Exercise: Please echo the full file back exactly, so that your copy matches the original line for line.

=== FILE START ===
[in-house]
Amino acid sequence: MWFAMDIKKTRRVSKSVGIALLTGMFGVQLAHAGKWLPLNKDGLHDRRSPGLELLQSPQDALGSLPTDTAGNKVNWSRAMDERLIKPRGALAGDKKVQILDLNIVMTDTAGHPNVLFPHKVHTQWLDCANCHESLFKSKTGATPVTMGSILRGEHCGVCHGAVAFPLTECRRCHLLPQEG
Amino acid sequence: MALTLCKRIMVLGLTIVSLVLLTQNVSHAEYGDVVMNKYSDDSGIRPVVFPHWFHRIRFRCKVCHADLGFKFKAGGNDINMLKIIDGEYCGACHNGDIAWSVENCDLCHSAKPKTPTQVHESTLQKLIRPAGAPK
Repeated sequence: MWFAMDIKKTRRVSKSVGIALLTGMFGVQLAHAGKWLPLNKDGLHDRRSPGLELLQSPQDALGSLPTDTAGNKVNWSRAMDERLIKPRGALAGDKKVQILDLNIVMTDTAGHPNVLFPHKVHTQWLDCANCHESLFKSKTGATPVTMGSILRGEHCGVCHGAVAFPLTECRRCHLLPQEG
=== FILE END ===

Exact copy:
[in-house]
Amino acid sequence: MWFAMDIKKTRRVSKSVGIALLTGMFGVQLAHAGKWLPLNKDGLHDRRSPGLELLQSPQDALGSLPTDTAGNKVNWSRAMDERLIKPRGALAGDKKVQILDLNIVMTDTAGHPNVLFPHKVHTQWLDCANCHESLFKSKTGATPVTMGSILRGEHCGVCHGAVAFPLTECRRCHLLPQEG
Amino acid sequence: MALTLCKRIMVLGLTIVSLVLLTQNVSHAEYGDVVMNKYSDDSGIRPVVFPHWFHRIRFRCKVCHADLGFKFKAGGNDINMLKIIDGEYCGACHNGDIAWSVENCDLCHSAKPKTPTQVHESTLQKLIRPAGAPK
Repeated sequence: MWFAMDIKKTRRVSKSVGIALLTGMFGVQLAHAGKWLPLNKDGLHDRRSPGLELLQSPQDALGSLPTDTAGNKVNWSRAMDERLIKPRGALAGDKKVQILDLNIVMTDTAGHPNVLFPHKVHTQWLDCANCHESLFKSKTGATPVTMGSILRGEHCGVCHGAVAFPLTECRRCHLLPQEG